Wednesday, September 13, 2006

A quarrel about words

"Now, let us put the matter very plainly, and without any romantic nonsense about honour or anything of that sort. Is not bloodshed a great sin?"
"No," said MacIan, speaking for the first time.
"Well, really, really!" said the peacemaker.
"Murder is a sin," said the immovable Highlander. "There is no sin of bloodshed."
"Well, we won't quarrel about a word," said the other, pleasantly.
"Why on earth not?" said MacIan, with a sudden asperity. "Why shouldn't we quarrel about a word? What is the good of words if they aren't important enough to quarrel over? Why do we choose one word more than another if there isn't any difference between them? If you called a woman a chimpanzee instead of an angel, wouldn't there be a quarrel about a word? If you're not going to argue about words, what are you going to argue about? Are you going to convey your meaning to me by moving your ears? The Church and the heresies always used to fight about words, because they are the only things worth fighting about. I say that murder is a sin, and bloodshed is not, and that there is as much difference between those words as there is between the word 'yes' and the word 'no'; or rather more difference, for 'yes' and 'no', at least, belong to the same category. Murder is a spiritual incident. Bloodshed is a physical incident. A surgeon commits bloodshed."
[GKC, The Ball and the Cross]
Did you ever realize that every time you "connect" (or whatever it is one does) by entering a password, you attest to a precision embodied in a "word" which is not only literary but mathematical?

(You may even have to be concerned with typographical niceties like apostrophes or upper and lower case - and the fact that "four" is not the same as "two-plus-two"!)

Yes - your password "word" is the key which gives you access to the E-cosmos - and a strange thing, too, as GKC pointed out:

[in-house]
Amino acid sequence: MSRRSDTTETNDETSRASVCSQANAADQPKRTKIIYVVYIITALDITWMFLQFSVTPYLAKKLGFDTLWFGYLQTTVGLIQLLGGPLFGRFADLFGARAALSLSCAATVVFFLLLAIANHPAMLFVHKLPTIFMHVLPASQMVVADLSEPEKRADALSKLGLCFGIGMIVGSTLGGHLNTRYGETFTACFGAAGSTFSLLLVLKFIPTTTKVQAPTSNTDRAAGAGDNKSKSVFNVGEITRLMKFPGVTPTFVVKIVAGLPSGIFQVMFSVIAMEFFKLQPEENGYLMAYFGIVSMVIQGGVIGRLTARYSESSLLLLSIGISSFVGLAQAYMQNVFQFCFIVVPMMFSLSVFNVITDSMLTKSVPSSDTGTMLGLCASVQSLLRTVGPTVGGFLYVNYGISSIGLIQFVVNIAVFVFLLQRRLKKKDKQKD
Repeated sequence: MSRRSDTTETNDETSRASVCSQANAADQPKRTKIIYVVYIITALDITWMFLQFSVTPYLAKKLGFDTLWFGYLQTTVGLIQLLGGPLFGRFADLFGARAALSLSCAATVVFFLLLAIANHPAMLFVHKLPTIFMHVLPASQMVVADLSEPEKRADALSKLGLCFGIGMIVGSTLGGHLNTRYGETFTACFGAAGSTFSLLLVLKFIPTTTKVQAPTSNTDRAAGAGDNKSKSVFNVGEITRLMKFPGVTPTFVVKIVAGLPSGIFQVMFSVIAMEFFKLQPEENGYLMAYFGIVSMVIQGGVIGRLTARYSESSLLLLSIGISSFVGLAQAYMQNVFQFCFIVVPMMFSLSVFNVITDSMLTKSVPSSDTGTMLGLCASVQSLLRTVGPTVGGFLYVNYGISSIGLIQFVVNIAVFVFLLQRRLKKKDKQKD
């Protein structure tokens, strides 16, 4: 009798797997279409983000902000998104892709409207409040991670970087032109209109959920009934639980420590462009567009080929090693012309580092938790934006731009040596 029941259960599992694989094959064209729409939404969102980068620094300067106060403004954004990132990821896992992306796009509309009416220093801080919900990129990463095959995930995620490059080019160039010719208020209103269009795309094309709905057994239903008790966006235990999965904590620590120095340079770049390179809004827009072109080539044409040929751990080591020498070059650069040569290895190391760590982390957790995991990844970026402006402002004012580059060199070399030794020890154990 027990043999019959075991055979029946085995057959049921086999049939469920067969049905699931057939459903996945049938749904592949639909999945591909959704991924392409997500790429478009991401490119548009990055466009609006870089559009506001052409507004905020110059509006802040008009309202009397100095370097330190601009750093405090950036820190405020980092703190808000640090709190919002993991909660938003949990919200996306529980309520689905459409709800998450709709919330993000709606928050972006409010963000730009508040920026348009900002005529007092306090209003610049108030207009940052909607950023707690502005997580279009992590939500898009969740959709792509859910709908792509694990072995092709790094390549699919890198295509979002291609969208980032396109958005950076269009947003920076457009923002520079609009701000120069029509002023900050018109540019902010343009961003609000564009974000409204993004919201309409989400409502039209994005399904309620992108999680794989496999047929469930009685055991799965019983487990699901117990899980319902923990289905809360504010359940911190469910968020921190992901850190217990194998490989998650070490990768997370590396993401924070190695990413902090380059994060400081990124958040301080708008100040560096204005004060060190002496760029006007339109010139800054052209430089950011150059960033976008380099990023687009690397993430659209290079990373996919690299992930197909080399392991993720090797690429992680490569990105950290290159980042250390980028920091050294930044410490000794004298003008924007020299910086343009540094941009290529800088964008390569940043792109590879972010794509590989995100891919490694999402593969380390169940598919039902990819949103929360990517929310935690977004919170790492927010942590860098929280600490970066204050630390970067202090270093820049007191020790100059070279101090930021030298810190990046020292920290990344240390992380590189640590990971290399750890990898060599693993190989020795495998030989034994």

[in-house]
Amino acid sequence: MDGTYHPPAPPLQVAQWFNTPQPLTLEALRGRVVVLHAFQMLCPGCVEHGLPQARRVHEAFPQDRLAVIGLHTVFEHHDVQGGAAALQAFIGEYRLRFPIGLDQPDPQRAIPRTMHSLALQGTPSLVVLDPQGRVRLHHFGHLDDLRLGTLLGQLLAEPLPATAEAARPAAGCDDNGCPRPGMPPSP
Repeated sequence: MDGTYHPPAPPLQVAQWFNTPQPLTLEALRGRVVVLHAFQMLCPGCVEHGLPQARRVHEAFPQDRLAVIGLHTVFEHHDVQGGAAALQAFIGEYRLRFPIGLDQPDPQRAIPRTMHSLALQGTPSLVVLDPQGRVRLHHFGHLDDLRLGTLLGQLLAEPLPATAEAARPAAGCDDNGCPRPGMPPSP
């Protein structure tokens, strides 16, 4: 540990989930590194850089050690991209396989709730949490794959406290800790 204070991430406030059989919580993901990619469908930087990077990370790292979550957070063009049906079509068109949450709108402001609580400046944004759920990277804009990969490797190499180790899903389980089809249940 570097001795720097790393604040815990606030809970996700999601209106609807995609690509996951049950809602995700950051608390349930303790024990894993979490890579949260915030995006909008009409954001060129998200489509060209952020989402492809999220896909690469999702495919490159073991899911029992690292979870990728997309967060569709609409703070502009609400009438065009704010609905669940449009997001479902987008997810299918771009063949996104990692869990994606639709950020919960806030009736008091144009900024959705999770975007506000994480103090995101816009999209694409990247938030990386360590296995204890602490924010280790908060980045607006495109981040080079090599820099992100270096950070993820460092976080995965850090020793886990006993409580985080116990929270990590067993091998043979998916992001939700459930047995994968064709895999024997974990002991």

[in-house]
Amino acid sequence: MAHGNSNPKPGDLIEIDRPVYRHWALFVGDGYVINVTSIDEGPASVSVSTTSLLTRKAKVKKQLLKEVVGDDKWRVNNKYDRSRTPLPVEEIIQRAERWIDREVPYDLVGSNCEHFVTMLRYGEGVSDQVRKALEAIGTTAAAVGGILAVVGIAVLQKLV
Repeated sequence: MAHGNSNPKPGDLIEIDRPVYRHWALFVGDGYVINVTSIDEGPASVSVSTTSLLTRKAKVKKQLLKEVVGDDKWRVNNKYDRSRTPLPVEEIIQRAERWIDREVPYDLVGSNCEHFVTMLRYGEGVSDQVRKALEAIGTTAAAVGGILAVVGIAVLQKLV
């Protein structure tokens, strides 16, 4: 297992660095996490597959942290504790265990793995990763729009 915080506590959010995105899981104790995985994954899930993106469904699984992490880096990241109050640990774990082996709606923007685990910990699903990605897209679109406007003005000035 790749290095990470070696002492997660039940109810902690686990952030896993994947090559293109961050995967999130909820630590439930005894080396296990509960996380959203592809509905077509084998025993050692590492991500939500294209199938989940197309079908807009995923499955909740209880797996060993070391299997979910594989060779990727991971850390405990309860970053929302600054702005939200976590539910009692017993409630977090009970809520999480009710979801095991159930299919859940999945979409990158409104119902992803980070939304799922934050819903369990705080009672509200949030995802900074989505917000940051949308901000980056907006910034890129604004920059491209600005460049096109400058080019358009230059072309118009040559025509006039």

...the shape of a key is in itself a rather fantastic shape. A savage who did not know it was a key would have the greatest difficulty in guessing what it could possibly be. And it is fantastic because it is in a sense arbitrary. A key is not a matter of abstractions; in that sense a key is not a matter of argument. It either fits the lock or it does not. It is useless for men to stand disputing over it, considered by itself; or reconstructing it on pure principles of geometry or decorative art. It is senseless for a man to say he would like a simpler key; it would be far more sensible to do his best with a crowbar.
[GKC, The Everlasting Man CW2:347]
I think of this every time I have to type in one of those "word verification" roadbumps. As you might expect there is a hidden pun: the part of the key which enters a lock and acts upon the tumblers is called the "bit" - which in the computer is literally "the smallest part of a letter" (one eighth, to be precise).

Somehow this sounds strangely familiar, doesn't it?

(Yes, I am building up to an amazing revelation. Keep reading...)


  1. Every time I see XP I think of the "Chi Rho" anagram for our Lord.

  2. Amazing how much, the more you study both science and theology, the more both those disciplines seem tied together.


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